In this paper, frequency feature of IHC image is extracted from these three components of monogenic signal of image based on different frequency scales rather than grey level information, while Haralick features and DNA distribution features being employed to describe the IHC image as the complementary global feature.

Local image descriptor extraction on frequency domain

Although the conventional features, such as SLFs, LBP, CLBP, can describe the IHC image to some extent. However, local information of IHC image especially in amplitude, phase and orientation aspects are not well mined. In this paper, the target IHC image is transformed into the frequency domain from the spatial domain by the fast fourier transform (FFT). And then, the Riesz transformation is employed to generate the corresponding monogenic signal in frequency domain, which composes three parts i.e., a real part and two imaginary parts. The three parts can be considered as original frequency information and two frequency response parts in signal processing. In order to understand in-depth the protein image signal, Log-Gabor is employed to filter with different frequency scales because it not only inherits the essential property of traditional Gabor filter reflecting the information of specific frequency band in a specific direction but also avoid the influence of DC signal [56]. By using Log-Gabor filter with different frequency scales, local frequency information, which distributes in different frequency bands, can be captured and extracted [57]. Finally, the three parts of different frequency scales are transformed back to the spatial domain respectively.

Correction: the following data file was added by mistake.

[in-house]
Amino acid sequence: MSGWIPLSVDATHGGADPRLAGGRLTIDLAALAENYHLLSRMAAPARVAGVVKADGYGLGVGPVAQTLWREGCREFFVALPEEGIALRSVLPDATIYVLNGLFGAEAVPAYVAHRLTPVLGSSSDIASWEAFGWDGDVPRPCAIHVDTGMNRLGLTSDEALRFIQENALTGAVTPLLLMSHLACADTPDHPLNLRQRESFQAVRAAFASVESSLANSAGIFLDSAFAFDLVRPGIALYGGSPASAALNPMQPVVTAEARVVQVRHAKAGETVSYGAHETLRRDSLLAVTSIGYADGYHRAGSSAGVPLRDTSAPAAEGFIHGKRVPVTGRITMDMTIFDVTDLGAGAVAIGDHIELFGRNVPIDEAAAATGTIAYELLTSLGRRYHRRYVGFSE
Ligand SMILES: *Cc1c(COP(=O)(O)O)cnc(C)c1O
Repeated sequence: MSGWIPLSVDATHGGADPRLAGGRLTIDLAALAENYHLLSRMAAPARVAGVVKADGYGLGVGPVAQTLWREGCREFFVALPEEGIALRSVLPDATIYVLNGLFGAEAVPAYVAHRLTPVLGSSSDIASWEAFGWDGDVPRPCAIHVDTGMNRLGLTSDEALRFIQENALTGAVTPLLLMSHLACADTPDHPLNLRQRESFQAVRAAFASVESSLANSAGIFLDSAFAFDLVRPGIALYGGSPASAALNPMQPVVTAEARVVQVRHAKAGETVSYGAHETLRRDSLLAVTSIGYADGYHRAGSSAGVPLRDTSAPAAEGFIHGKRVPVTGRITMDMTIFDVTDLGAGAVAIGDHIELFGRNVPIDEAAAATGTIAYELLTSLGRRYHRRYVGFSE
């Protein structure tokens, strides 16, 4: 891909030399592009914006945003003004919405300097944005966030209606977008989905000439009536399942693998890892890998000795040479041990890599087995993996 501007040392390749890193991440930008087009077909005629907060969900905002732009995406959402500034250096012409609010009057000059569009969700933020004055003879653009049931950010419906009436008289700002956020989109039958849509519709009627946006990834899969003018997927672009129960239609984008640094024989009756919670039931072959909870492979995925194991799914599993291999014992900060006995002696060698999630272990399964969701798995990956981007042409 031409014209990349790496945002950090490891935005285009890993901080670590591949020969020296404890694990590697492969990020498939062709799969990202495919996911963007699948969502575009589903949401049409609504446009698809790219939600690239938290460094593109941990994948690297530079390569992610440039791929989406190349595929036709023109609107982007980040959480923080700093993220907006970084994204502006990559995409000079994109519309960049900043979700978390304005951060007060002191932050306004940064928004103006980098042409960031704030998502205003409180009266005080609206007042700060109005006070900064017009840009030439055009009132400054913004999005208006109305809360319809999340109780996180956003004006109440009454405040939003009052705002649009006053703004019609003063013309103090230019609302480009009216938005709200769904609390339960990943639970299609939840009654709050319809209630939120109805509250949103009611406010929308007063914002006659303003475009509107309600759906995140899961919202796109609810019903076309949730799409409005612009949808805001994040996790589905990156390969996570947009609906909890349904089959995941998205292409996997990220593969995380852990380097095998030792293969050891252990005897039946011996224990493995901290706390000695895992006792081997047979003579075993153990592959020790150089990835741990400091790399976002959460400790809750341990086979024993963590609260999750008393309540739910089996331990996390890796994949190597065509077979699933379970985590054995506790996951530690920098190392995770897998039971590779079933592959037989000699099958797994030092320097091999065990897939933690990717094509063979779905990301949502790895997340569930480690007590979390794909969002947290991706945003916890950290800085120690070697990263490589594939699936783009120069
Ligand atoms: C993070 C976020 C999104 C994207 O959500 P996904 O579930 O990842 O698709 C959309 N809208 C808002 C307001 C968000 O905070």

Since the monogenic signal consists of a real part and two imaginary parts, it is numerically unsuitable for feature extraction of the target signal. Hence, some numerical operations have been done on these three parts so that it can provide more information about the original signal, for example, amplitude (A), phase (P) and orientation (O), and the corresponding formula is given by formula (4, 5, 6). The A component can well represent the edge and contour information of each IHC image, and the P component can well represent structural information and the O component can reflect the geometry information. And then, an efficient 8-bit LBP coding strategy is used to extract the statistic features of three components. Besides, these two imaginary parts are compared with a threshold 0, and generating the 2-bits binary code is considered as the image intensity code. Finally, the image intensity coding and LBP are combined as the 1024-dimension local image descriptor. The Haralick feature united the local image descriptor as a sample feature of 1864-dimension, feeding into CC to construct the prediction model. The details of local image descriptor coding have been described in the next section. Finally, the average and weighted ensemble method are employed to fuse the probability scores at prediction level. The top and threshold criteria are proposed to give the final decision of subcellular locations. The flowchart of proposed MIC_Locator is shown in Fig. 7. The meaning of the proposed prediction model, MIC_Locator, can be summarized as follows: letter “M” denotes to monogenic signal; letter “I” denotes to image intensity coding strategy; letter “C” represents to classifier chain; word “Locator” stands for the goal of subcellular localization.

Fig. 7
figure7